For employees who are teleworking, whether taking time off under EPSL or FMLA+, employer and employee may agree to intermittent leave for any of the covered reasons.  But for employees who are working on the employer’s premises, intermittent EPSL is only permitted for employees who are taking leave for school closures or childcare unavailability (again, only if the employer agrees).  Employees taking EPSL for one of the other five reasons under the Act must take such leave in full-day increments (because the intent of the FFCRA is to prevent employees who may be ill or caring for those who are ill from possibly spreading the virus to other individuals in the workplace).

Worksite Closing Forecloses Leave Availability: Per the DOL, if the worksite closes, employees do not receive, or continue to receive, FFCRA leave. It does not matter whether: 1) the closure occurs before or after the law takes effect; 2) an employee is on leave when closure occurs; 3) an employer furloughs an employee; 4) the worksite temporarily closes and the employer says it will reopen in the future. This is true whether the worksite closes for lack of business or per a federal, state, or local directive. If this occurs, an employee's only recourse is to seek unemployment benefits.

Employees Can Use Leave for Scheduled Hours Only: The DOL clarifies leave is available only for an employee's scheduled hours. If an employer reduces an employee's hours, the employee can use leave for remaining scheduled hours only.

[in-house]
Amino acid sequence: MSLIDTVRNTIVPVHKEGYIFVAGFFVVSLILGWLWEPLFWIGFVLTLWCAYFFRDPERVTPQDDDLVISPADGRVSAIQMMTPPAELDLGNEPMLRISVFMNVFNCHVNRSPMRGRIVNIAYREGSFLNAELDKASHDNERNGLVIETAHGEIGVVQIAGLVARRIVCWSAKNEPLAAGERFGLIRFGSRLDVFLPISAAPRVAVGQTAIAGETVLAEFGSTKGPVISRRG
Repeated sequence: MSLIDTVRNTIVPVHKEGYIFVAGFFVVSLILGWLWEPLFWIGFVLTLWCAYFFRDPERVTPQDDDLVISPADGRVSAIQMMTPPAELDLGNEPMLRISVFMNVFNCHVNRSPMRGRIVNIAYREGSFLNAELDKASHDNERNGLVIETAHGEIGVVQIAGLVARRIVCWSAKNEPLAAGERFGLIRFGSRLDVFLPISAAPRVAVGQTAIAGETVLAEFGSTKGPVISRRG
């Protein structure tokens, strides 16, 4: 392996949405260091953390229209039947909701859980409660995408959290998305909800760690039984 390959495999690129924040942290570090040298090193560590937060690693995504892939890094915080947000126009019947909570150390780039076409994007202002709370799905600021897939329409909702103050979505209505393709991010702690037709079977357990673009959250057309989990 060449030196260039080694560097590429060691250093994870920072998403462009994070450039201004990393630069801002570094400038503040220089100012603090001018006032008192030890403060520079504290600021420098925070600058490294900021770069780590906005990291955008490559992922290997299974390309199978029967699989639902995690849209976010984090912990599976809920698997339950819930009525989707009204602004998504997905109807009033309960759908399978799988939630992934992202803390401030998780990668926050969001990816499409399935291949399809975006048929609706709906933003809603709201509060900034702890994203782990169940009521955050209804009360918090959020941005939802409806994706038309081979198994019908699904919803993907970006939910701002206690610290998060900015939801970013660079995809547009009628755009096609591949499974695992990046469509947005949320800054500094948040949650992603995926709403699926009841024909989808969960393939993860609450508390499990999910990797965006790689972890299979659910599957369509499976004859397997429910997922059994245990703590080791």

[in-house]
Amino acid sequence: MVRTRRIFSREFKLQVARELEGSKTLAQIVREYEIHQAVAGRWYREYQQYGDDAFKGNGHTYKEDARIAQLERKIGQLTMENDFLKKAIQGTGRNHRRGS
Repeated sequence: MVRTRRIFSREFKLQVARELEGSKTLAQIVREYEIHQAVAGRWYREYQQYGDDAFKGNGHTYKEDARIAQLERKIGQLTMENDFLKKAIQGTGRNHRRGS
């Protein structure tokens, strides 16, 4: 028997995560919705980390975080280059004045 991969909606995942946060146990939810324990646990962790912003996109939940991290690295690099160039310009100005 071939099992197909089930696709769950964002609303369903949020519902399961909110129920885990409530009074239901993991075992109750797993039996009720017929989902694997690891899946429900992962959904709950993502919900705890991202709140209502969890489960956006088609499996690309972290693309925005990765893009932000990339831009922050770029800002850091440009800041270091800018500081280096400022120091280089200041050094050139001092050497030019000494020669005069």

Health Coverage Continues During Leave: Per the DOL, existing FMLA standards apply to emergency family leave: employees can continue group health coverage on the same terms; if an employee has family coverage, an employer must maintain such coverage, and employees must generally continue to make regular contributions for their own portion of premiums. For paid sick leave, the DOL says that, per the federal Health Insurance Portability and Accountability Act (HIPAA), employers cannot establish an eligibility rule or set an individual's premium or contribution rate based on whether the employee is actively at work, "unless absence from work due to any health factor (such as being absent from work on sick leave) is treated, for purposes of the plan or health insurance coverage, as being actively at work."

Employees Cannot Use Existing Benefits During FFCRA Leave without Employer Consent and Employers Cannot Require Employees to Use Existing Benefits: According to the DOL, employers and employees must agree in order to use FFCRA paid leave and existing employer-provided leave benefits simultaneously and use the latter to "top up" the deficit that may result when FFCRA leave pays out at two-thirds an employee's regular rate (and that employers cannot require this without the employee’s consent).  While this supplementation may be allowed if employees and employers agree, the DOL reminds employers that the law limits the employer tax credit to the amount of FFCRA leave an employer must provide, so tax relief is unavailable for the "top up."

Littler WPI will continue to monitor developments in this area.

Information contained in this publication is intended for informational purposes only and does not constitute legal advice or opinion, nor is it a substitute for the professional judgment of an attorney.